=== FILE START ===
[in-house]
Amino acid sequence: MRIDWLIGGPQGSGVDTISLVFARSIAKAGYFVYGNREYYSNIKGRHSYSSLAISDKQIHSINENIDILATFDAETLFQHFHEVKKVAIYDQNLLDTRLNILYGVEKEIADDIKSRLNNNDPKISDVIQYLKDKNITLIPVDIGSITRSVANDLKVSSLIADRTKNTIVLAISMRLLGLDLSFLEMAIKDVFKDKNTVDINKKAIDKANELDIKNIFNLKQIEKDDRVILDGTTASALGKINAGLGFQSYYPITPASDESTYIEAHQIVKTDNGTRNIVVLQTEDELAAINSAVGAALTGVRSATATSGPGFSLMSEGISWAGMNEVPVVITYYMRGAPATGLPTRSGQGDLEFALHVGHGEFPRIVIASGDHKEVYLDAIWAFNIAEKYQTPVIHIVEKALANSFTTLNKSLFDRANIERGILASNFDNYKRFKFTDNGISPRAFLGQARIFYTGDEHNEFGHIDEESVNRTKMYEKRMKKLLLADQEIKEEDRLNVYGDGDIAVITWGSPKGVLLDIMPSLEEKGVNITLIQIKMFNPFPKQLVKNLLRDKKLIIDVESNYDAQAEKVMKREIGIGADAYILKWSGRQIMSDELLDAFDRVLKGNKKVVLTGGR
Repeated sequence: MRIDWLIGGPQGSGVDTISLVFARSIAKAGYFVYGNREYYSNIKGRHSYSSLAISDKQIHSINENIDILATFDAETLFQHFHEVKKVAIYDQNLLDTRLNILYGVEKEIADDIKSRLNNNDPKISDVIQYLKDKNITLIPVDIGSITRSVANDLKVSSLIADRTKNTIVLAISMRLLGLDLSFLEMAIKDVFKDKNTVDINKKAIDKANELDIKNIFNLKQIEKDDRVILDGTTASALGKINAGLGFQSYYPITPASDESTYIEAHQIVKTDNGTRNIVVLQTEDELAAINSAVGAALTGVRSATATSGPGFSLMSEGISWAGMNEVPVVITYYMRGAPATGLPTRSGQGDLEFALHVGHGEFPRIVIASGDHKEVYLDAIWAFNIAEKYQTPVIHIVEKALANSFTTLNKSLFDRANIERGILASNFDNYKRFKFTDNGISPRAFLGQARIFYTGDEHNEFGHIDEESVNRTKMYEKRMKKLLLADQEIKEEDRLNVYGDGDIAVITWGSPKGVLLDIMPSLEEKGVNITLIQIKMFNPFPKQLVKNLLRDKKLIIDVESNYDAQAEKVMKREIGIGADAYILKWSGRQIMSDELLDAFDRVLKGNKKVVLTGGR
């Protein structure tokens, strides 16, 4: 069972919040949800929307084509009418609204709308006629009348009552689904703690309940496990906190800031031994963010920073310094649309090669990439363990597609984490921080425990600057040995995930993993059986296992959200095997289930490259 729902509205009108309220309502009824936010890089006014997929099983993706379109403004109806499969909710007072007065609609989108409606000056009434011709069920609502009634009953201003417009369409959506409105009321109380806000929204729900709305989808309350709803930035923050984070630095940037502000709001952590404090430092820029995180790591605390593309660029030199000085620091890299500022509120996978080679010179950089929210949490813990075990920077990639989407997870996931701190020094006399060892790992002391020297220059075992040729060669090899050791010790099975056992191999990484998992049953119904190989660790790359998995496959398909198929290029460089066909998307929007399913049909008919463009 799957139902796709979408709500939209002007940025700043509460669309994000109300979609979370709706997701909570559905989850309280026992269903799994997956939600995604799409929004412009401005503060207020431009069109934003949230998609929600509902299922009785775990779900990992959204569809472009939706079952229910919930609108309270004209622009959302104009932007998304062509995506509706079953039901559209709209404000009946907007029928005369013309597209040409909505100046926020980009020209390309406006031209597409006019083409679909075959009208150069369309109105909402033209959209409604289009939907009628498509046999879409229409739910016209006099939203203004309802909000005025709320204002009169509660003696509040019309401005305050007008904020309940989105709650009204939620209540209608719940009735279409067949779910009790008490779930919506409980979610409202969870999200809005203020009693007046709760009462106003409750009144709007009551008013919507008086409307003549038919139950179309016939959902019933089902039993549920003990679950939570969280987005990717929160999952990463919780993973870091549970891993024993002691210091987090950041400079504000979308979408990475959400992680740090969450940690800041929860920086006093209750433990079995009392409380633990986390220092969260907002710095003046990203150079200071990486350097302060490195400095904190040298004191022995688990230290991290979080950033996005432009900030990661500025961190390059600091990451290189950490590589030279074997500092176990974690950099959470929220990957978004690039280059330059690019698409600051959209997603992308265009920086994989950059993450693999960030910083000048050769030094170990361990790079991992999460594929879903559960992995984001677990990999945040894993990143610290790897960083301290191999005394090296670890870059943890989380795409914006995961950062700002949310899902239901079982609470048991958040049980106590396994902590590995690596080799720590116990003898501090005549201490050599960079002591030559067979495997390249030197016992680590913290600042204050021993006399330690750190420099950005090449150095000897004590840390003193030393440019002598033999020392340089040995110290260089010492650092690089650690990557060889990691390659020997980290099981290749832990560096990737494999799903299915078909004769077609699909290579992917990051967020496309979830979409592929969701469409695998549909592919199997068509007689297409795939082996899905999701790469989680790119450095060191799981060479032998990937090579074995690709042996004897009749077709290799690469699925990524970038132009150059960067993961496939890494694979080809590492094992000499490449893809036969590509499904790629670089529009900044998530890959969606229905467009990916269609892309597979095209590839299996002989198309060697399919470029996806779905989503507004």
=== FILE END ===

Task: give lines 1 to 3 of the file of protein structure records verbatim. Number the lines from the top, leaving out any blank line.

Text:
[in-house]
Amino acid sequence: MRIDWLIGGPQGSGVDTISLVFARSIAKAGYFVYGNREYYSNIKGRHSYSSLAISDKQIHSINENIDILATFDAETLFQHFHEVKKVAIYDQNLLDTRLNILYGVEKEIADDIKSRLNNNDPKISDVIQYLKDKNITLIPVDIGSITRSVANDLKVSSLIADRTKNTIVLAISMRLLGLDLSFLEMAIKDVFKDKNTVDINKKAIDKANELDIKNIFNLKQIEKDDRVILDGTTASALGKINAGLGFQSYYPITPASDESTYIEAHQIVKTDNGTRNIVVLQTEDELAAINSAVGAALTGVRSATATSGPGFSLMSEGISWAGMNEVPVVITYYMRGAPATGLPTRSGQGDLEFALHVGHGEFPRIVIASGDHKEVYLDAIWAFNIAEKYQTPVIHIVEKALANSFTTLNKSLFDRANIERGILASNFDNYKRFKFTDNGISPRAFLGQARIFYTGDEHNEFGHIDEESVNRTKMYEKRMKKLLLADQEIKEEDRLNVYGDGDIAVITWGSPKGVLLDIMPSLEEKGVNITLIQIKMFNPFPKQLVKNLLRDKKLIIDVESNYDAQAEKVMKREIGIGADAYILKWSGRQIMSDELLDAFDRVLKGNKKVVLTGGR
Repeated sequence: MRIDWLIGGPQGSGVDTISLVFARSIAKAGYFVYGNREYYSNIKGRHSYSSLAISDKQIHSINENIDILATFDAETLFQHFHEVKKVAIYDQNLLDTRLNILYGVEKEIADDIKSRLNNNDPKISDVIQYLKDKNITLIPVDIGSITRSVANDLKVSSLIADRTKNTIVLAISMRLLGLDLSFLEMAIKDVFKDKNTVDINKKAIDKANELDIKNIFNLKQIEKDDRVILDGTTASALGKINAGLGFQSYYPITPASDESTYIEAHQIVKTDNGTRNIVVLQTEDELAAINSAVGAALTGVRSATATSGPGFSLMSEGISWAGMNEVPVVITYYMRGAPATGLPTRSGQGDLEFALHVGHGEFPRIVIASGDHKEVYLDAIWAFNIAEKYQTPVIHIVEKALANSFTTLNKSLFDRANIERGILASNFDNYKRFKFTDNGISPRAFLGQARIFYTGDEHNEFGHIDEESVNRTKMYEKRMKKLLLADQEIKEEDRLNVYGDGDIAVITWGSPKGVLLDIMPSLEEKGVNITLIQIKMFNPFPKQLVKNLLRDKKLIIDVESNYDAQAEKVMKREIGIGADAYILKWSGRQIMSDELLDAFDRVLKGNKKVVLTGGR